Small Business Trends: 6 Predictions for 2023

Since the start of the COVID-19 pandemic, small business owners have faced ever-changing regulations, lack of cash flow, and general economic uncertainty. And 2022 brought its own challenges: inflation, rising interest rates and staff shortages, among others.

Entrepreneurs, however, remain resilient and optimistic about the year ahead. In fact, 66% of small business owners expect their revenue to increase in the next 12 months, and 52% plan to expand their business, according to Bank of America’s annual report at the end of 2022.

So what will 2023 hold for business owners?

NerdWallet’s small business writers offer their predictions and advice as the new year begins.

1. Banks invest everything in the customer experience

Kelsey Sheehy: Expect online banks and neobanks to up their game — offering higher interest rates on checking and savings accounts and more business-friendly features — as they compete for customers in an increasingly crowded space. Business owners should look for an account that goes beyond a basic deposit account and find one that adds value to their business.

Take away

Consider whether your bank can do more for your business. You can look for business bank accounts with lower fees or integrated tools (eg invoicing, accounting software). It might also be a good time to look for a high-yield checking or savings account that will help your business earn interest on your existing funds. Don’t hesitate to explore new options and talk to service providers about your needs.

2. Inflation requires adaptability

Hillary Crawford: Inflation could force business owners to start thinking more about how they can improve efficiency and save money in the long run. This could mean buying electric vehicles, overhauling their delivery process and improving the energy efficiency of their building.

Take away

3. Customized benefits attract new employees

Lisa Anthony: Labor shortages are likely to continue into 2023. Small business owners could gain a competitive edge in hiring new talent by offering benefits such as hybrid workplaces and other options that can attract workers who demand more flexibility from their employers.

Take away

Explore new and unique benefits your company can offer — such as mentoring programs, opportunities for growth and flexible schedules, and time off to attract and retain talent — even on a tight budget.

4. Borrowing costs remain high

Kelsey Sheehy: Business owners will need a way to offset high interest rates and a tight lending market, which will likely last through 2023. Expect balance transfer or 0% APR business credit cards to be in high demand in the coming year.

Take away

Borrowing costs are likely to remain expensive for now. If you need access to capital but a traditional business loan is out of reach, consider alternative financing options, such as business support or credit cards with rewards that match your business.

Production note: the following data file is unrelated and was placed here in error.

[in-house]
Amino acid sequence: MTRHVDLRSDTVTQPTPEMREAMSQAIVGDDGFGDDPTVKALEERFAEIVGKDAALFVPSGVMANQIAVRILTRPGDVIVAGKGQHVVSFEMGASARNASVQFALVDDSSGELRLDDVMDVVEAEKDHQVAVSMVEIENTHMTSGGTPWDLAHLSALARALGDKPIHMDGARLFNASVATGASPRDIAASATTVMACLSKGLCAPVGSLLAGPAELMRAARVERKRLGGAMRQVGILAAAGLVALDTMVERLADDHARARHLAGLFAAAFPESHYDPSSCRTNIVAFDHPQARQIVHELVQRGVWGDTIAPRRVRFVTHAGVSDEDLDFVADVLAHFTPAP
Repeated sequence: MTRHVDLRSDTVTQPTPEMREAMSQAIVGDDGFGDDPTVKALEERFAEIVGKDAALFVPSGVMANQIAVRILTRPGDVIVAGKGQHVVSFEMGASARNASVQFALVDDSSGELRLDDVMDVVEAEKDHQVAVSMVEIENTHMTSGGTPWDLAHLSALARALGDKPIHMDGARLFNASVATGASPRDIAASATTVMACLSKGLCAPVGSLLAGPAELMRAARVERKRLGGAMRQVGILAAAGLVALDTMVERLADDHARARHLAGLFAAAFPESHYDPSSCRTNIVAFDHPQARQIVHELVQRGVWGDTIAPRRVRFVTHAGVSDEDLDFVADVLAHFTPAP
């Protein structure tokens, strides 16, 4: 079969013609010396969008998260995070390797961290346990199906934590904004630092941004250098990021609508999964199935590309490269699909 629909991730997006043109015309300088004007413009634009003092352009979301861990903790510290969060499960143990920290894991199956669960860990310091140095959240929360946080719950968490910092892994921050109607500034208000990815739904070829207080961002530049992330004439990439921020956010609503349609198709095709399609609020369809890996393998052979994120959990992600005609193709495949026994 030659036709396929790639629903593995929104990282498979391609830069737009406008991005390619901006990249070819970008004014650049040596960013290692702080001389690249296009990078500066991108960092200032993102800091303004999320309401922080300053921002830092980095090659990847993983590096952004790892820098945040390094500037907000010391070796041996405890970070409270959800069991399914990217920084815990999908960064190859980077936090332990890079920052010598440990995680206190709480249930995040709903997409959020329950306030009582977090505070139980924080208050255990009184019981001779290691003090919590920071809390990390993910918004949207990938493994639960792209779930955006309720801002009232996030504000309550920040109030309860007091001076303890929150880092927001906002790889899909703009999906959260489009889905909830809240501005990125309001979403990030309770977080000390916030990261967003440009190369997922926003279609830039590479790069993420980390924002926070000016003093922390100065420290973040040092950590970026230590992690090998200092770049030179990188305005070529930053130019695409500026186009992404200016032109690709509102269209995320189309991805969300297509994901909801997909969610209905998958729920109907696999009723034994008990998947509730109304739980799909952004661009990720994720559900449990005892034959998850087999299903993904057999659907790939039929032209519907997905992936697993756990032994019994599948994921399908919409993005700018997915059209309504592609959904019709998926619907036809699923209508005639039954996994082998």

5. Communication is key to customer relations

Hillary Crawford: Engaging with customers on social media will continue to be important for brick-and-mortar stores, restaurants, and online businesses, especially when they need to raise prices or change their hours of operation. Inflation also affects consumers, and being honest about the struggles your business is facing can help them connect with you. Chances are they will be more understanding too.

Take away

Be clear and proactive when communicating with your customers as this can help preserve your relationships, even in times of uncertainty. Determine the best avenues for communication — whether it’s social media or other channels — and meet your customers where they are.

6. Business costs continue to rise

Rosalie Murphy: Small business insurance price growth slowed slightly in 2022, but costs are still rising rapidly, according to the latest data from the Council of Insurance Agents and Brokers. Price increases were most dramatic in cybersecurity and property insurance. As natural disasters and digital security breaches become more frequent and serious, some insurance costs may continue to rise even if inflation slows.

Lisa Anthony: Small business software costs are likely to rise this year. Some providers may increase their prices, while others may adjust the features they offer in their basic plans – making it more likely that you’ll get the tools you need by upgrading to a more expensive plan. Comparing the prices and features of competitors’ products will be just as important for businesses to get the services they need at a price that is within their budget.

Take away

The start of a new year is a good time to assess your business expenses. Identify areas where you could save money and/or where an alternative product might be better for your needs.

The best way to save money on your business insurance, for example, is to compare offers from multiple providers, Murphy says. If your insurance costs went up last year, take the time in 2023 to get online quotes from other companies or work with your insurance agent to see if you can pay less for coverage, she says.

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